Wednesday, April 20, 2011

An interesting approach to why do EBR…

I recently attended a good presentation on EBR systems [ok full disclosure, it was a system that we installed and a fellow colleague was presenting].  Naturally, a Q&A session followed the presentation; during the Q&A somebody asked a question about the payback. 
The interesting thing about the question was the frame of reference of the asker; paraphrasing the exchange…
Asker:  “How much reduction in cycle time did the EBR system provide to the operators”?
Presenter:  “None really… it was a wash.”
Asker: “Then why do it?”
I believe that the asker was from a CPG background and thusly so, was of the mindset that EBR/Work ticket systems should let to a direct labor time savings.  Of course the EBR system will lead to time savings, but where is the question.  [As the presenters, did answer]Some of the savings is in OPERATOR direct labor (transcription time, manual logging time, etc.) however, it is in QA REVIEW time that is dramatically reduced.  Naturally there are some other reasons supporting a system like this:
  • •Better Data
    • •Improved accuracy and consistency of the batch record
    • •Increased speed of product introductions and process changes
  • •Production
    • •Reduced cost of compliance
    • •(Some) Increased productivity – i.e. verified by
The major point here is there are a wide variety of reasons that systems are put in place, MESA has defined these as Strategic Initiatives, some of which are Lean Manufacturing, Quality and Regulatory Compliance, Product Lifecycle Management, Real Time Enterprise, Asset Performance and etc.  When considering implementing those, make sure to look up and down stream to fully recognize impacts and capture all benefits.

Saturday, April 2, 2011

Industrial Ethernet Reliability and Performance: Multicasting

Industrial Ethernet works on the same principles and protocols as any other Ethernet network.  In a nutshell, devices place units of data on the wire called packets.  Packets generally have a source and a destination.  When one device sends a packet directly to a second device, the process is called unicasting.  When a device sends a packet to all other devices on the network, the process is called broadcasting.  Finally, when a device sends a packet to specific group of other devices on the network, the process is called multicasting.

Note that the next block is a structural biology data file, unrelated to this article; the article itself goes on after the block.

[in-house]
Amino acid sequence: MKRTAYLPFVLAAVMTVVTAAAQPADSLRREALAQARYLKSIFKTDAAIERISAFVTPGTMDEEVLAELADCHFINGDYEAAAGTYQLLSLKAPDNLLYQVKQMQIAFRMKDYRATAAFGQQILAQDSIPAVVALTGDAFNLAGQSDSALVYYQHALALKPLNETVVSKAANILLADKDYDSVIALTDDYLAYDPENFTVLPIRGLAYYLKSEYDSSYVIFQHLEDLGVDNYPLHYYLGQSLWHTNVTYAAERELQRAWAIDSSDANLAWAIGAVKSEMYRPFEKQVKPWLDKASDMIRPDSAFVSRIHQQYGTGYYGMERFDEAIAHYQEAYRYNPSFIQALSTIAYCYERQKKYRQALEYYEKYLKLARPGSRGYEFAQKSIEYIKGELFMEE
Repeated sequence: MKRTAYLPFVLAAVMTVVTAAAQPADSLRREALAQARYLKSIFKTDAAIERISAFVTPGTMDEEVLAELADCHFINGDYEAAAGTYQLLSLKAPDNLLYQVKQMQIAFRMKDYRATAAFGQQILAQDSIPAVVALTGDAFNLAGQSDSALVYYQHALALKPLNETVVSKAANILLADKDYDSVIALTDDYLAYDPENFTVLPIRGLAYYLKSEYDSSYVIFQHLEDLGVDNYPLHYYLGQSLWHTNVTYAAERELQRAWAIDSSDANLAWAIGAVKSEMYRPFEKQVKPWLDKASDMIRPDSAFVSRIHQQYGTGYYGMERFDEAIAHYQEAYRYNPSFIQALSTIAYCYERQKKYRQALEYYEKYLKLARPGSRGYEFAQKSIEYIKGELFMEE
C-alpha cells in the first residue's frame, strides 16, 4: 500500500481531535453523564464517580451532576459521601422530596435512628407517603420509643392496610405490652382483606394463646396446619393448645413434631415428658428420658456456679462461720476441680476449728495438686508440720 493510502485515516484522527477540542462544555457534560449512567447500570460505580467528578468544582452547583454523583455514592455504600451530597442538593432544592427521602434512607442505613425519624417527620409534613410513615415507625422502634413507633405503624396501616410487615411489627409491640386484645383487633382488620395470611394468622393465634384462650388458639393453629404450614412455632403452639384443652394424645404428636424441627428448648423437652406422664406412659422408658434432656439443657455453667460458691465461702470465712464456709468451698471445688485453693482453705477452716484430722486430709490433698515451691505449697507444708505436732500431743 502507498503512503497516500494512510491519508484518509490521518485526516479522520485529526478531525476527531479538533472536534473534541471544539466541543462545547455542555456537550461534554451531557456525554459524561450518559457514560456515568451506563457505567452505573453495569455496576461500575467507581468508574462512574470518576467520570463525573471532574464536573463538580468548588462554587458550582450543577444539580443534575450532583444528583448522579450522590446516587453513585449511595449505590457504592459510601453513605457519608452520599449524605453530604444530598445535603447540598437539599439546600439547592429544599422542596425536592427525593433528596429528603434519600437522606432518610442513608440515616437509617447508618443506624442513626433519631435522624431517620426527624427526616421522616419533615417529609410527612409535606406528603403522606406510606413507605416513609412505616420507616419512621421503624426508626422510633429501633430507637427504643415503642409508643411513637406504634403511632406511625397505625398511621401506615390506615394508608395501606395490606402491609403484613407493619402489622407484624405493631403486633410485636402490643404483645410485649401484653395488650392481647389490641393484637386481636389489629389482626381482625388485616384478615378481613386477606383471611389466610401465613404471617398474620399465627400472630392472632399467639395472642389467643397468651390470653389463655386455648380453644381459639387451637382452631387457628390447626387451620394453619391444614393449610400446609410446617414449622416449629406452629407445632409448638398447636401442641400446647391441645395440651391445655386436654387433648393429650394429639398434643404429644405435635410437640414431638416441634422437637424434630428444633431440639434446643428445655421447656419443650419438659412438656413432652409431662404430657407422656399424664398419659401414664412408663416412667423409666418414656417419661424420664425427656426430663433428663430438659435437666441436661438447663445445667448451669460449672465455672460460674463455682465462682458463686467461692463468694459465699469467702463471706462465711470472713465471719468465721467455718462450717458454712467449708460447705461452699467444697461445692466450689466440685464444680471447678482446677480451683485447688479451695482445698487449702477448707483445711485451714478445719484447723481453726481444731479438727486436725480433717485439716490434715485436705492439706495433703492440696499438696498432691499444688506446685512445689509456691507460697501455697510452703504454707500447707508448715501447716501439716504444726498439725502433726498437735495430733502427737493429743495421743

You might be asking yourself:  “where would multicasting be used?” One example that is often used in the IT world is a live camera feed.  If twenty people want to view a live camera feed, the camera shouldn’t have to manage twenty individual conversations, so instead, the twenty devices that will be showing the feed subscribe to a multicast group associated with the camera.  The camera sends packets to a multicast group destination address and the devices subscribed to that group receive and process those packets.
So, where does this apply in an industrial controls network? The first example that comes to mind is the use of producer and consumer tags on Rockwell Automation’s Controllogix platform.  One processor is a producer while one or more are consumers.  The consumers subscribe to a multicast group served by the producer.
The potential problem with all of this is that many switches handlemulticasts as broadcasts which creates a large volume of traffic on the network and can cause performance problems due to the packets being forwarded to every port on the network.  The simplest solution to this is to implement IGMP (Internet Group Messaging Protocol) snooping.  This is a feature that is available on some managed industrial Ethernet switches and on many standard duty managed switches.  Once IGMP snooping is enabled, the switch will remember which ports have devices that are members of a particular multicast group and will forward multicast packets only to the devices that should be receiving them.  This will greatly reduce network traffic especially if you have a large number of devices utilizing multicasting on your network.

[ Original Post by Jed Leviner]